I haven’t decided whether to have an annual Clichés of the Year post, but I have decided to have one this year. Either I am getting old and crotchety since becoming a grandmother for the second time, (Actually I’m thrilled. She’s gorgeous, 3 weeks old tomorrow, and this was simply the first time I figured out a way to mention her .) or you folks are including more clichés in your writing, or it’s just time to write about them. I think the latter.
A cliche according to Dictionary.com:
“a trite, stereotyped expression; a sentence or phrase, usually expressing a popular or common thought or idea, that has lost originality, ingenuity, and impact by long overuse.”
I like that definition. But I’ll also share my own description. In a recent email to Accepted.com editors asking for their “favorites,” I wrote:
“Every year certain phrases seem to come into vogue, almost like an outlandish fashion that works only on a few models and rare occasions… and somehow everyone who is anyone wears it everywhere and all the time.”
Then it ceases to be fashion statement. It ceases to express anything.
So what are my “favorite clichés” in applicant personal statements and essays? And the winner is…
Take it to the next level
This poor phrase, abused and overused, has lost all meaning, distinctiveness, and color. Like the frequently washed tie-die T-shirt form the 70’s, it’s long past retirement age. It’s more than ready for the rag heap. Strike it from your essays! Frankly, when I see “take X to the next level” my eyes glaze over, and I really just don’t want to read more because I have read this so many times before. That’s not the reaction you want your essay to engender.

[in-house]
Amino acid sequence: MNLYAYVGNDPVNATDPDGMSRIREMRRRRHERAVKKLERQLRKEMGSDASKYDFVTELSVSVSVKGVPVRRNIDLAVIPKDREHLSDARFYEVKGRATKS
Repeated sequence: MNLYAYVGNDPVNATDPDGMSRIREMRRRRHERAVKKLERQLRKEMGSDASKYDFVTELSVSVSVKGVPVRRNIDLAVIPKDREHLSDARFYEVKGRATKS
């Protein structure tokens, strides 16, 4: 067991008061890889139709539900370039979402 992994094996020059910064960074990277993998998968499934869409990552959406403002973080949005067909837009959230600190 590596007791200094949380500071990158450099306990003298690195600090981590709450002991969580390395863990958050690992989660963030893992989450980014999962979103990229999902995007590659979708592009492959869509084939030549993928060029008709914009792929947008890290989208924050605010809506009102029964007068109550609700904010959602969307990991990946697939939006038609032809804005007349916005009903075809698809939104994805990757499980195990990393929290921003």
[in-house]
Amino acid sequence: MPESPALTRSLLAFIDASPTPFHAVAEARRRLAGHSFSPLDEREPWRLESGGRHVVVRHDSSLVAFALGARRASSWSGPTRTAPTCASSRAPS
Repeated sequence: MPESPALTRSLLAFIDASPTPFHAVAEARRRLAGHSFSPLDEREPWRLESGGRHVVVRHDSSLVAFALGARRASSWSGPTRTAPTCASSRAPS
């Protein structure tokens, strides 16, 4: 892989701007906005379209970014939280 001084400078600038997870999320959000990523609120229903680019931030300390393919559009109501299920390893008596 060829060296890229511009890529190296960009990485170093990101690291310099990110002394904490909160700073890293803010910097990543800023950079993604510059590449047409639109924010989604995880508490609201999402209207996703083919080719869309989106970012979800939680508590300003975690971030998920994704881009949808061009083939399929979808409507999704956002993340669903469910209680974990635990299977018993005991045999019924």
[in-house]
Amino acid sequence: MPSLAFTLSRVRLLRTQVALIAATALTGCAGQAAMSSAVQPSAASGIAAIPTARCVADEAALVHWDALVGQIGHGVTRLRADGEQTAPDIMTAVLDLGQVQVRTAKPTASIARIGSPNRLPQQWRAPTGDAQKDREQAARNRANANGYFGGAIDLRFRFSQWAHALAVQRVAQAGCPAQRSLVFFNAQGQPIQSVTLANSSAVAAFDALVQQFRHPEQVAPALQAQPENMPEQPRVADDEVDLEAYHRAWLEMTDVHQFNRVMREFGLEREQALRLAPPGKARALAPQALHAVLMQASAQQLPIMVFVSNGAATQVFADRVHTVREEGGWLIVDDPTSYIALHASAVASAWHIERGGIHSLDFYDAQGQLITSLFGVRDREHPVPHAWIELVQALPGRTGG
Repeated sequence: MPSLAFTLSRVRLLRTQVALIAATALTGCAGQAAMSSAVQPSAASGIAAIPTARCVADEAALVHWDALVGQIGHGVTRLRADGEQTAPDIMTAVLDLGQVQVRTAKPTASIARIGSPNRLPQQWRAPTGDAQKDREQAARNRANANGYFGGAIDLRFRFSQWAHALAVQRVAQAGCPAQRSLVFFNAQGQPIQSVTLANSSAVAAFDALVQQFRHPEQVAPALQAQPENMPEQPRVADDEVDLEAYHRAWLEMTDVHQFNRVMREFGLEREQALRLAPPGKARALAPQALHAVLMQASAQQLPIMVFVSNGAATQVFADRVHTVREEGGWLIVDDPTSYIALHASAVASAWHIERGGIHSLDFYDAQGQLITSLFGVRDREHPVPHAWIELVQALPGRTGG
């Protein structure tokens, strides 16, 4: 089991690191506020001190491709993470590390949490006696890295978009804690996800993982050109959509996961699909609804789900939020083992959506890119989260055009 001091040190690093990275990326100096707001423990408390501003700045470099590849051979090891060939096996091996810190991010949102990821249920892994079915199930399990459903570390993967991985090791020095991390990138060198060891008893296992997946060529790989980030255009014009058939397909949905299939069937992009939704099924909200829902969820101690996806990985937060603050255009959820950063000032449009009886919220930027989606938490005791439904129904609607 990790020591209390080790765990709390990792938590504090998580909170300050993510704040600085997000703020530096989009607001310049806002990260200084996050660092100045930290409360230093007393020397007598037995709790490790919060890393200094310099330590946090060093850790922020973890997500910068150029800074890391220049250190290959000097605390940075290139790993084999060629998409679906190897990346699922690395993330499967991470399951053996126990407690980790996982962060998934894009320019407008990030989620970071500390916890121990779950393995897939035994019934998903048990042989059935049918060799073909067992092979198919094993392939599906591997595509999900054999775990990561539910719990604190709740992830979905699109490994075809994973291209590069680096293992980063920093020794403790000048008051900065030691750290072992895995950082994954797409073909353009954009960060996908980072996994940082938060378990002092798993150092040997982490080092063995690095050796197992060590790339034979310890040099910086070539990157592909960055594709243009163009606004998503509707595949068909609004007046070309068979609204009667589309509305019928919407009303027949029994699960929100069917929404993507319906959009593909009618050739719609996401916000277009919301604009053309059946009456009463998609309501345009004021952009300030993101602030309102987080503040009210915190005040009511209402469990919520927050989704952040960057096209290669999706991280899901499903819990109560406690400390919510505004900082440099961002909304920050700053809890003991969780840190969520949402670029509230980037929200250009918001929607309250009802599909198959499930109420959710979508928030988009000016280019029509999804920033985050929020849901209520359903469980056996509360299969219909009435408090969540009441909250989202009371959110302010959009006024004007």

Now the Runner’s Up, in no particular order.
- Synergies: Jennifer Bloom nominates “synergies.” She thinks they’re “going nuts this year.” Sheila Bender adds that she feels like sneezing when she sees “synergies” in a personal statement. You also don’t want your essays to trigger allergic reactions.
- Leverage: Tanis Kmetyk is seeing less of “leverage,” but I still see too much of it for my taste.
- Been there for me: So banal and hackneyed. And vague. Did he or she listen to you rant and rave at all hours of the night? Walk with you daily to help you deal with loss? Visit regularly? Sit with you quietly? Work long hours? Simply lend profound emotional support in uncounted ways large and small? For Heaven’s sake tell me what they did!
- The bottom line: Whatever happened to “conclusion,” “summary,” “crux,” “main point,” “core,” or a host of other phrases. Bottom line means Income – Expenses. Limit its use to income statements.
These are just a few of the most pernicious clichés that infest your essays. Don’t use them!!!!!
Ok. I feel better now. If other admissions readers, Accepted.com editors, English teachers, or admissions consultants are reading this blog and want to share their “favorite” clichés from application essays and personal statements — you know the ones you really, really despise and never want to see again — please add them in a comment. Maybe, just maybe, we won’t see them so often if applicants know how evil they are.
We can only hope, although I recognize this post reflects the tip of the iceberg. And yes, That’s a cliche.
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